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Georges Guetary
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    (February 8, 1915-September 13, 1997)
    Born in Alexandria , Egypt
    Birth name was Lambros Worloou
    Trademark songs included 'Rambino,' 'La Boheme,' 'La Belle Marguerite,' 'A Honolulu,' 'Monsieur Carnival,' 'Stairway to Paradise,' 'La Valse de Regrets,' 'Bolero,' 'Chiquito,' 'Ce Soir a Mexico,' and 'Ciao Ciao Bambino'
    Acted in French films, 'Robin des Bois,' 'Le Cavalier noir,' 'Les Aventures de Casanova,' 'The Gypsy Baron,' 'Le Chemin du paradis,' and 'Une Nuit aux Baleares'
    Only American film credit is 'An American in Paris' (1951)
    Performed in French stage productions, 'La Route Fleurie,' 'Pacifico,' and 'Monsieur Carnaval'
    Performed on the West End in productions, 'Bless the Bride' and 'The Latin Quarter' (1949)
    Performed on Broadway in 'Arms and the Girl' (1950)
    His trademark 'Mediterranean' singing voice sounded almost reptilian -- resembling Peter Lorre doing a bad Chevalier imitation.
    He had a very successful career as a nightclub singer and matinee idol in France, but is almost exclusively remembered for his supporting role as Henri in 'An American in Paris.'
    He was deemed too young for the role of Henri by Gene Kelly, who actively sought Maurice Chevalier for the role before settling on Guetary.
    He was forced to wear awkward gray highlights in his hair to mask his youth. (Gene Kelly was actually three years older than him.)
    He allegedly frustrated the hell out of Gene Kelly during the filming of the 'Stairway to Paradise' sequence, as his failure to grasp the choreography on the stairs forced excessive retakes.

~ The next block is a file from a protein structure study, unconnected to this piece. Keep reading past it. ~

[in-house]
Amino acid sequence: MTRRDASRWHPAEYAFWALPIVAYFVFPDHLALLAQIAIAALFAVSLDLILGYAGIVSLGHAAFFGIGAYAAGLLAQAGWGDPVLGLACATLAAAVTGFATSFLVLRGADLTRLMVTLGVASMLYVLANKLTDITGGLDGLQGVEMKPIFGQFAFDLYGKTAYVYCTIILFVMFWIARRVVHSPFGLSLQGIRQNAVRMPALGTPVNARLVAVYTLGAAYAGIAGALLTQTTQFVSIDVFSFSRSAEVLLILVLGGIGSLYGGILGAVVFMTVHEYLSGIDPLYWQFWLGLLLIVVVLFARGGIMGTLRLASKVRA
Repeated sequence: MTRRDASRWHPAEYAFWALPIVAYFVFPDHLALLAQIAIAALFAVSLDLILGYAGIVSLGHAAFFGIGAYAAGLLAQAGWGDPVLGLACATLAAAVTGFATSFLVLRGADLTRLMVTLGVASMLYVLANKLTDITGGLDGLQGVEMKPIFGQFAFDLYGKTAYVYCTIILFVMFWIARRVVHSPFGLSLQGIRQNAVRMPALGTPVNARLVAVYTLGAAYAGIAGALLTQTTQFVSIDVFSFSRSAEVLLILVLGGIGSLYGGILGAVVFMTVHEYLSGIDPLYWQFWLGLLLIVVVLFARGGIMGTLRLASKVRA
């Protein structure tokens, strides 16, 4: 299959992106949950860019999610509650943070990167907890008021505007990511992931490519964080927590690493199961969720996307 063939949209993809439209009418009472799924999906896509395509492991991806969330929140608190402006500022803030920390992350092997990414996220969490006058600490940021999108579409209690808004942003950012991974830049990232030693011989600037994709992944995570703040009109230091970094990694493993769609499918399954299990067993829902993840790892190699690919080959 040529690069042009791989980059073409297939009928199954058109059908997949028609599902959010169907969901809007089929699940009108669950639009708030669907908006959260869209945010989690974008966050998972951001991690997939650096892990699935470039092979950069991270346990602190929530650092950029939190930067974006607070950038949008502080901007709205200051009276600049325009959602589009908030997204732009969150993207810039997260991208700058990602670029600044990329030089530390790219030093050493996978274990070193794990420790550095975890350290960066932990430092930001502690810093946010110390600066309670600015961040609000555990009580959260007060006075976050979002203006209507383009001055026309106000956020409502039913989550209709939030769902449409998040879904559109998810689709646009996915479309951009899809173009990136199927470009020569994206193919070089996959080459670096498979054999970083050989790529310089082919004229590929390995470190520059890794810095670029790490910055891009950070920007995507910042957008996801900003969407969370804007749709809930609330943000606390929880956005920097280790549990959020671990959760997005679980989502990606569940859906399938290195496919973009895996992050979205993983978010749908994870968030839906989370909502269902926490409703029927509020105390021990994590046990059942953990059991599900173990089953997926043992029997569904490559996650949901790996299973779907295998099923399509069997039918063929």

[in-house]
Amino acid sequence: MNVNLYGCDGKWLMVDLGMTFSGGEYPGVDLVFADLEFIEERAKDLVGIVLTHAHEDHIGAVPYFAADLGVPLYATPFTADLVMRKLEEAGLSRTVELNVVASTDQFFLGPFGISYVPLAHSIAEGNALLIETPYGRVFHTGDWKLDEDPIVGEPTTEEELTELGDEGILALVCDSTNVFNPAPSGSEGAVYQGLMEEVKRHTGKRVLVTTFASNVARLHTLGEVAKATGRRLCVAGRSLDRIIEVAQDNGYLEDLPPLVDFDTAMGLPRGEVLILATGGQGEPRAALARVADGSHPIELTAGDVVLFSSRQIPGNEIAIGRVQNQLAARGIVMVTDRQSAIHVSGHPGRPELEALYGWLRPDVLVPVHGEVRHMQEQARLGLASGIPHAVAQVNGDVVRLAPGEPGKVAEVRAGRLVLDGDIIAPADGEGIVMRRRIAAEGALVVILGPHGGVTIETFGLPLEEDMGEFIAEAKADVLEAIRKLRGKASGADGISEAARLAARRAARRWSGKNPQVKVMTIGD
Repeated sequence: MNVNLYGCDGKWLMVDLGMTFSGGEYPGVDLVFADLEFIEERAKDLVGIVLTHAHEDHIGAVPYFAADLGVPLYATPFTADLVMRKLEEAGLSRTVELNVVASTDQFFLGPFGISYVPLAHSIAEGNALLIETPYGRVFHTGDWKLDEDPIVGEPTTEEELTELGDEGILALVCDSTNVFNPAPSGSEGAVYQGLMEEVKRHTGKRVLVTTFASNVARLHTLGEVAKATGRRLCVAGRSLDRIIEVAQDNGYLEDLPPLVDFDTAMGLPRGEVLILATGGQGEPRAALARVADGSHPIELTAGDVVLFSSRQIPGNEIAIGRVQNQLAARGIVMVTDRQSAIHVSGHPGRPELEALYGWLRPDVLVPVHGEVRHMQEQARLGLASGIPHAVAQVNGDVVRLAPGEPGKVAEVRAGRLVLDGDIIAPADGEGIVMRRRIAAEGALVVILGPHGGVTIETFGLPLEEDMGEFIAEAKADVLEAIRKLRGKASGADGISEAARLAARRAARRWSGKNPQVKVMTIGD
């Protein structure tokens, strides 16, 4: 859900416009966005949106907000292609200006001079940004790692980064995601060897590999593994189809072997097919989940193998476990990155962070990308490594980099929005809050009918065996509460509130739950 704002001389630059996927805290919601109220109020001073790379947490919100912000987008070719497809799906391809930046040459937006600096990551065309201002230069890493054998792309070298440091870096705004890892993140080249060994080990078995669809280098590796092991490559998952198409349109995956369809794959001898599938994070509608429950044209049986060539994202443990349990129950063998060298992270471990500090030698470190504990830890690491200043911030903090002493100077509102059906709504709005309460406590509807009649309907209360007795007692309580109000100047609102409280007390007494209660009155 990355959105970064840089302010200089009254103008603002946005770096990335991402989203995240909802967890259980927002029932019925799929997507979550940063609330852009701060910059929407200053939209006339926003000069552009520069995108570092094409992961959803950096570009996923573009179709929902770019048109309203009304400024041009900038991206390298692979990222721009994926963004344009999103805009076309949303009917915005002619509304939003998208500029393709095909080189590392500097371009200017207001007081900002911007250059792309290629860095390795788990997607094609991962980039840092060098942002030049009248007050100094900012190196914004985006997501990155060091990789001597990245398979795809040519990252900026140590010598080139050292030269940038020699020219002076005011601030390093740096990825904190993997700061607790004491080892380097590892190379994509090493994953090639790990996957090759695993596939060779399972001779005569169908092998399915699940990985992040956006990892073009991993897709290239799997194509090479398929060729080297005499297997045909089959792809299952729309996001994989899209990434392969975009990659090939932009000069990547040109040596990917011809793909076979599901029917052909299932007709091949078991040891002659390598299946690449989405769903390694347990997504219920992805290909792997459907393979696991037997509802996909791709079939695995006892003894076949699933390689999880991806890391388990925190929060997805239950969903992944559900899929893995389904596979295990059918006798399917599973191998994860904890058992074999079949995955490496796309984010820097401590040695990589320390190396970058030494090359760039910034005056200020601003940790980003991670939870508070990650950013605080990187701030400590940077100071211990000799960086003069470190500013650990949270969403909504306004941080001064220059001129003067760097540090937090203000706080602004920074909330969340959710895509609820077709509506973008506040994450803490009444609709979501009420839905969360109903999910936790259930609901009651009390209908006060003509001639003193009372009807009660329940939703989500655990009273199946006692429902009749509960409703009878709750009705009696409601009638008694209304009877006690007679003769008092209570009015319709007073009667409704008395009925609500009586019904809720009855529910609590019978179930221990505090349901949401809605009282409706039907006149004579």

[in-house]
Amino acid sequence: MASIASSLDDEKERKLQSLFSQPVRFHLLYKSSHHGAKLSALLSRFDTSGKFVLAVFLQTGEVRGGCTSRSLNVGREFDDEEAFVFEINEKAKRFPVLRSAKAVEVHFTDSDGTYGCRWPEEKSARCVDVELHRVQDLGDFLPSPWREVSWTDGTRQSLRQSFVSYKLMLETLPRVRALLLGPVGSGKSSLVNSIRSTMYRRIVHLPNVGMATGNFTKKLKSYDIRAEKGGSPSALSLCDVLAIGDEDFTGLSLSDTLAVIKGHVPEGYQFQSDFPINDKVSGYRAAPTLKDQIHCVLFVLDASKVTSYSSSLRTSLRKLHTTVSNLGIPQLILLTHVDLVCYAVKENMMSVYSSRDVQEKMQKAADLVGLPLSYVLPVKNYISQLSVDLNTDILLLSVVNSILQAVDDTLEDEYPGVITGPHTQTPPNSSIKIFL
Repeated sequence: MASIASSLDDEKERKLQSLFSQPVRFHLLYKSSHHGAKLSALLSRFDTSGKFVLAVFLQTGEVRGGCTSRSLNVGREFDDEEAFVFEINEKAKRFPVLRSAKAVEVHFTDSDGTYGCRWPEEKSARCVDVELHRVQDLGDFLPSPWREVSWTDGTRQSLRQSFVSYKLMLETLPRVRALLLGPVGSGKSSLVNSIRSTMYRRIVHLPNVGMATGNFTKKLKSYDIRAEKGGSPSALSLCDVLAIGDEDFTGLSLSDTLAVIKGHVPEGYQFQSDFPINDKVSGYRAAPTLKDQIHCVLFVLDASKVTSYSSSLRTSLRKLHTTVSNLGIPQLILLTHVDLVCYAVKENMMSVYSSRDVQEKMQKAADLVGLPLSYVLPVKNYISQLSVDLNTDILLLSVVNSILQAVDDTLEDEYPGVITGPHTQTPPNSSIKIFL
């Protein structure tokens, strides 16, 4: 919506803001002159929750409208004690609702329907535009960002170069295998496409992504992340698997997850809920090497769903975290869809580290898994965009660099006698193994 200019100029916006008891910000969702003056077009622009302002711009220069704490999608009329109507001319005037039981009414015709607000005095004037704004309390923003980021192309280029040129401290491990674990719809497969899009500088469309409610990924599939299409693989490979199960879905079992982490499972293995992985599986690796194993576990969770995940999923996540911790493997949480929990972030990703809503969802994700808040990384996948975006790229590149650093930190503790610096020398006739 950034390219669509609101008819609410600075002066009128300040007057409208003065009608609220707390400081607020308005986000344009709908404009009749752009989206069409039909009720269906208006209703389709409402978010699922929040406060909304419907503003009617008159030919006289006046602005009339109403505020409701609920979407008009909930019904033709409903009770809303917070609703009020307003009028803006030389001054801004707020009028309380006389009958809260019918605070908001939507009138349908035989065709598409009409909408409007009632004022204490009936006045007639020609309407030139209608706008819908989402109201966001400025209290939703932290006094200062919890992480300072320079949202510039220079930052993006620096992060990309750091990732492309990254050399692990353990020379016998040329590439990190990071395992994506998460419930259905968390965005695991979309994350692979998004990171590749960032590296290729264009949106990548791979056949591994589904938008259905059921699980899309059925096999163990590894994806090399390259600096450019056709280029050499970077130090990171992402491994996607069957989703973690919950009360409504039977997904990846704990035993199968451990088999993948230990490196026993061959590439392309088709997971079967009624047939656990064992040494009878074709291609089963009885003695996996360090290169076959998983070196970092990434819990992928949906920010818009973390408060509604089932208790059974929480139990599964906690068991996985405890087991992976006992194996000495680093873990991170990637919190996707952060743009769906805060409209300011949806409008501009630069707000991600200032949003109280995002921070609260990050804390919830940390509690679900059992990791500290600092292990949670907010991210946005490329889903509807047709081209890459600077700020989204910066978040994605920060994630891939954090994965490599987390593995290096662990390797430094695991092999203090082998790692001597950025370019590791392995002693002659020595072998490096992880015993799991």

Leslie Caron dissed him in the film's 'Making of' documentary, calling him a nice man but 'not very bright.'
    His success in 'American in Paris' did not translate to a career in American films (whether it was by his own choice or not remains unclear).
    When he changed his name, he chose the adopt the Basque town, Guethary, for a last name, royally pissing off Basque patriots participating in the Resistance movement.
    He failed to make the transition to Rock & Roll music in the late 1950s.
    He was of Greek, Italian, and Egyptian heritage.
    He studied music in Alexandria, Cairo, and Paris.
    He changed his name to mask his mixed-race ethnicity during the Nazi-occupation, mainly because foreigners were deported to concentration camps.
    He received a Tony Award for Best Foreign Performer for 'Arms and the Girl' (1950)
    His rendition of Gershwin's'S Wonderful' with Gene Kelly has never been bettered.
    He neither smoked nor drank, and consequently aged well.
    He aged so well that he was nicknamed 'the eternal young man.'
    He was described as a genuinely good natured, well-humored gentleman who would frequently walk down the aisles and interact with his guests during his concerts.
    His success in the French music industry made him a multi-millionaire, and he remains an iconic figure in French pop culture.
    He remained happily married to the same woman for over forty years until his death (1997).
    His only American film credit swept the Oscars, including Best Picture.

Credit: BoyWiththeGreenHair

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